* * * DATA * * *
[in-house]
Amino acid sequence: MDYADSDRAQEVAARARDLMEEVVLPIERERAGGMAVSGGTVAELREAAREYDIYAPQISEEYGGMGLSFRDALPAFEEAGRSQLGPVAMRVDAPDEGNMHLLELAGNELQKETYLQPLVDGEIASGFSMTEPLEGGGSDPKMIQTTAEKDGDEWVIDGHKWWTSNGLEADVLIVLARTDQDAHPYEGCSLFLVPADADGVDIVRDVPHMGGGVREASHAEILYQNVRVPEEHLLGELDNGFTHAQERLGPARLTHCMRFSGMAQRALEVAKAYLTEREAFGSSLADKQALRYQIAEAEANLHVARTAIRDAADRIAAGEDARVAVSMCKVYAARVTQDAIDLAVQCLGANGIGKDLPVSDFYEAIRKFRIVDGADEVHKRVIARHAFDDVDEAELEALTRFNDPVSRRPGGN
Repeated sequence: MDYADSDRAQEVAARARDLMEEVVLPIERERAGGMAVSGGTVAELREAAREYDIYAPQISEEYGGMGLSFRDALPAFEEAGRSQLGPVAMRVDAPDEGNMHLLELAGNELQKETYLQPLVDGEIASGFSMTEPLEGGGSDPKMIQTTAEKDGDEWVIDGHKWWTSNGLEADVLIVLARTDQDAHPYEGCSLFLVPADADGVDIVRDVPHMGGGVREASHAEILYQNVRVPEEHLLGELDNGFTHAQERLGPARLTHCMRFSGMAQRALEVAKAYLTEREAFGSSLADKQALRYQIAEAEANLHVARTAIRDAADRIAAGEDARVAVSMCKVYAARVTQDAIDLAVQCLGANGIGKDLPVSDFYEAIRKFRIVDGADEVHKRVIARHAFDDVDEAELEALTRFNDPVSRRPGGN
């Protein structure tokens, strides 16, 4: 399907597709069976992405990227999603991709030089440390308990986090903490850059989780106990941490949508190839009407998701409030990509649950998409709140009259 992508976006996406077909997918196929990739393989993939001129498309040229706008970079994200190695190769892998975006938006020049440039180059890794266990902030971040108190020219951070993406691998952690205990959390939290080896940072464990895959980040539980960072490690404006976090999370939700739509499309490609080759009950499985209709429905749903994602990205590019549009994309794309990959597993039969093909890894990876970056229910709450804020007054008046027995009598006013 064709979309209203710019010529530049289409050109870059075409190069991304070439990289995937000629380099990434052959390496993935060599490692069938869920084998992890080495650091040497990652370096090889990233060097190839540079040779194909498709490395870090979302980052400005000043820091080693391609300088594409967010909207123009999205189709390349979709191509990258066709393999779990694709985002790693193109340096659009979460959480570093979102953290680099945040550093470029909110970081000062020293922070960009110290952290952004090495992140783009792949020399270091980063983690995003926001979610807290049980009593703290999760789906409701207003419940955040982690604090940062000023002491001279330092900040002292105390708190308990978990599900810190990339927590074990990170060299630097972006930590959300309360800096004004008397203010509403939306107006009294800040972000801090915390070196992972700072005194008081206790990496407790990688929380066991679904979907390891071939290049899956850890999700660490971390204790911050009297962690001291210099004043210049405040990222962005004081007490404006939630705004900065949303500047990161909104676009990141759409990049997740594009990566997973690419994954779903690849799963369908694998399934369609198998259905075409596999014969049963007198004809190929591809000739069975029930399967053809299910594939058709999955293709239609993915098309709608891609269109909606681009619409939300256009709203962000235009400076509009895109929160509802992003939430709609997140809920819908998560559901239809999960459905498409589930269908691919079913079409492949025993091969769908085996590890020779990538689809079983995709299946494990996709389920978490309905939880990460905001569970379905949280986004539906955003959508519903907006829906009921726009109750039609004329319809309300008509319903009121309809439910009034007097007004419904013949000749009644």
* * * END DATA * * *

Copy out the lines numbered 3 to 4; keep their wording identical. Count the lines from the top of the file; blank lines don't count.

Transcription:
Repeated sequence: MDYADSDRAQEVAARARDLMEEVVLPIERERAGGMAVSGGTVAELREAAREYDIYAPQISEEYGGMGLSFRDALPAFEEAGRSQLGPVAMRVDAPDEGNMHLLELAGNELQKETYLQPLVDGEIASGFSMTEPLEGGGSDPKMIQTTAEKDGDEWVIDGHKWWTSNGLEADVLIVLARTDQDAHPYEGCSLFLVPADADGVDIVRDVPHMGGGVREASHAEILYQNVRVPEEHLLGELDNGFTHAQERLGPARLTHCMRFSGMAQRALEVAKAYLTEREAFGSSLADKQALRYQIAEAEANLHVARTAIRDAADRIAAGEDARVAVSMCKVYAARVTQDAIDLAVQCLGANGIGKDLPVSDFYEAIRKFRIVDGADEVHKRVIARHAFDDVDEAELEALTRFNDPVSRRPGGN
């Protein structure tokens, strides 16, 4: 399907597709069976992405990227999603991709030089440390308990986090903490850059989780106990941490949508190839009407998701409030990509649950998409709140009259 992508976006996406077909997918196929990739393989993939001129498309040229706008970079994200190695190769892998975006938006020049440039180059890794266990902030971040108190020219951070993406691998952690205990959390939290080896940072464990895959980040539980960072490690404006976090999370939700739509499309490609080759009950499985209709429905749903994602990205590019549009994309794309990959597993039969093909890894990876970056229910709450804020007054008046027995009598006013 064709979309209203710019010529530049289409050109870059075409190069991304070439990289995937000629380099990434052959390496993935060599490692069938869920084998992890080495650091040497990652370096090889990233060097190839540079040779194909498709490395870090979302980052400005000043820091080693391609300088594409967010909207123009999205189709390349979709191509990258066709393999779990694709985002790693193109340096659009979460959480570093979102953290680099945040550093470029909110970081000062020293922070960009110290952290952004090495992140783009792949020399270091980063983690995003926001979610807290049980009593703290999760789906409701207003419940955040982690604090940062000023002491001279330092900040002292105390708190308990978990599900810190990339927590074990990170060299630097972006930590959300309360800096004004008397203010509403939306107006009294800040972000801090915390070196992972700072005194008081206790990496407790990688929380066991679904979907390891071939290049899956850890999700660490971390204790911050009297962690001291210099004043210049405040990222962005004081007490404006939630705004900065949303500047990161909104676009990141759409990049997740594009990566997973690419994954779903690849799963369908694998399934369609198998259905075409596999014969049963007198004809190929591809000739069975029930399967053809299910594939058709999955293709239609993915098309709608891609269109909606681009619409939300256009709203962000235009400076509009895109929160509802992003939430709609997140809920819908998560559901239809999960459905498409589930269908691919079913079409492949025993091969769908085996590890020779990538689809079983995709299946494990996709389920978490309905939880990460905001569970379905949280986004539906955003959508519903907006829906009921726009109750039609004329319809309300008509319903009121309809439910009034007097007004419904013949000749009644």